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First, I apologize for my English, but it is not my mother tongue.
t's a relief for me to have found this site. Three weeks ago I knew that lung cancer came back on my mother. It's been terrible trying to show me strong and secure, confident and full of hope all the time when I only have doubts and fears.
3 years ago she was diagnosed with lung cancer in early stage. She was operated and lived well and believing that the worst was over since then. 
In January (2016), she began to feel terrible pain column. My parents did not worry more than necessary because she always had back problems. She went to a doctor that, after many exams and because of her medical history, decided to do a bone scintigraphy. Although all medical evidence that there was no trace of cancer along those three years, cancer lung had returned and sprawled to the column. The new diagnosis is lung and bone metastasis. 
I do not know what stage it is because my parents are reluctant to give details to me and my sister. I do not know if I must respect their wishes and only offer my help whenever they need, respecting their will, or contact the doctor be prepared and be more helpfull whatever comes.
After 10 radio sessions and 2 of chemotherapy, her doctor made a gene mutation test and decided to combine Tarceva 150 mg with Zometa (one session a month).
Thanks in advance for any light or experience that can help me to face this situation and thus be able to help my mother and father to cross through it all with courage, strength and faith.



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No need to apologize.  Lung cancer is a universal language

From your description, I conclude that your mother had surgery to remove a tumor in 2013.  In 2016, she complained of spinal column pain.  Now after testing, she is diagnosed with lung cancer spread to her spinal column.  She's had 10 radiation treatments to her spinal column and 2 rounds of chemotherapy along with a genetic mutation test. The results of the test likely indicate your mother has a form of non small lung cancer called adenocarcinoma and her genetic testing revealed her tumor had an EGFR mutation.  I conclude that because Tarceva is a drug used to target epidermal growth factor receptors (EGFR) found in adenocarcinoma non small cell lung cancer.  She is also receiving Zometa that is effective against cancer in the bones.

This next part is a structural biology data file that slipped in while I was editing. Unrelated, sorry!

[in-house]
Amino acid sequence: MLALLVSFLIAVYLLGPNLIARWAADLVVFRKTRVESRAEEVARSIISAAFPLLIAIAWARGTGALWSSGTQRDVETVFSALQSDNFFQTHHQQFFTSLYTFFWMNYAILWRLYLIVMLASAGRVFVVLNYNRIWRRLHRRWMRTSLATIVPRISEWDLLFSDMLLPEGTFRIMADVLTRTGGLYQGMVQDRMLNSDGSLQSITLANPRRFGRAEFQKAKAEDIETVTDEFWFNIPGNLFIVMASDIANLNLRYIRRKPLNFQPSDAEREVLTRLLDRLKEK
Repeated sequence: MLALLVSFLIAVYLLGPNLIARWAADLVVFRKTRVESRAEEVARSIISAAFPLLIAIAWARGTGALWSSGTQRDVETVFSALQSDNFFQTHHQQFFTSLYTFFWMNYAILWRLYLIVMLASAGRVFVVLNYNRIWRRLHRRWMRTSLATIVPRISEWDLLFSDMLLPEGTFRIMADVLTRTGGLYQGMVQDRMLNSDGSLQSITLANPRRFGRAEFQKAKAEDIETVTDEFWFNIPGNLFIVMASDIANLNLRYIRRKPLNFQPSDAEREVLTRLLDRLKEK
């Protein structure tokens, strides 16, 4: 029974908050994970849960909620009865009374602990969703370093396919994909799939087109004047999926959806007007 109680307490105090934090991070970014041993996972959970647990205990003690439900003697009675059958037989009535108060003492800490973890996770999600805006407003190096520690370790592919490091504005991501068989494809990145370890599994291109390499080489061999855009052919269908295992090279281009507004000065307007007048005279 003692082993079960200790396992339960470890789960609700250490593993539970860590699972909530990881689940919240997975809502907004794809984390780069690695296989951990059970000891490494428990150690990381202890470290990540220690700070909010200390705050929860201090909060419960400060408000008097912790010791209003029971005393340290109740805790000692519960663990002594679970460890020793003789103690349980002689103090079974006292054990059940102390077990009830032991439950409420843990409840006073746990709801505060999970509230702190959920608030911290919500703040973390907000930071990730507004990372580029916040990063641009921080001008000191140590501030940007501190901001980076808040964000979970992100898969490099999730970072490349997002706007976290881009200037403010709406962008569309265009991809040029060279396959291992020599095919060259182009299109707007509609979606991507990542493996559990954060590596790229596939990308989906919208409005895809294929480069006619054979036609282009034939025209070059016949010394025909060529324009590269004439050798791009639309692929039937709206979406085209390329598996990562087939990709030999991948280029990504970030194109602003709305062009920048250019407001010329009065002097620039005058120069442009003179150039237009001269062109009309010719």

First questions for you.  Did the radiation sessions stop the pain in her spinal column?  Does your mother have additional tumors in her lungs?

If she has adenocarcinoma with the EGFR mutation, I know that Tarceva can be a very effective medication to controlling her cancer.  Zometa improves bone strength and plays an important support role in her treatment, but Tarceva is the killing agent. 

What is likely to happen in the future?  Your mother will receive another scan in a couple of months to determine if the Tarceva is working.  If it is not, then there are other medications that work against EGFR mutations.  This link has further details: https://www.lungevity.org/about-lung-cancer/lung-cancer-101/treatment-options/targeted-therapy

I've known people to live very long lives taking Tarceva to fight their lung cancer.  One woman, a friend, lived 10 years taking Tarceva, and passed away from a heart attack.  So, this medicine may work.

You mentioned the important things for your mom and dad: courage, strength and faith.

Don't hesitate to ask any further questions you might have.

Stay the course.



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Dear Tom

Thanks for answering. Your description of EFGR mutation of my mum's cancer is right. After the radiation sessions the pain stopped. I hope she have not additional tumors for now. I don't have more information, as I mentioned. My parents are trying to protect us and we only want to protect them. 

We still have to wait two months until she receive a new scan? Waiting is very hard. As much as not knowing how to help. 

She never smoked (neither me, my sister or my father, our friends and family), she never attended smokers environments and suddenly BAM! 

Tell me Tom, how can I help her? What can I say? I feel so alone and lost. And at such times I feel too selfish because I imagine how much she is suffering silently to avoid our suffering.

At the end of this month, we will visit her oncologist. I keep you informed.

Thanks a lot! 


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I understand your parent's reluctance.  They are trying to protect you.

How can you help your mother? Two ways.  First, I would be her cancer encyclopedia.  I'd research all available information about her form of lung cancer to be able to answer questions or assist in medical consultations if she asks for help.  She may ask for your help in the future.  Here is a good place to get started in your research - https://www.lungevity.org/about-lung-cancer/lung-cancer-101/types-of-lung-cancer/lung-adenocarcinoma

If you have questions about your research, ask them here.  Someone at LUNGevity will be able to get you an answer.

Second, I would continue to be there ready to assist or help.  I can't know your mother's mind, but lung cancer was a very frightening experience for me.  I didn't want to talk about it. But, my wife's continual presence and her interaction with my doctors was beneficial to my treatment.  She asked the questions I was too afraid to ask.  I wouldn't feel selfish. Parents naturally want to protect their children no matter how old they get.  I can remember my mother bundling me up with blankets after an infusion because she didn't want me to catch a cold.  My mother and wife were there and I knew they were there and their presence was beneficial.

Let us know how your consultation goes at the end of August.

Stay the course.


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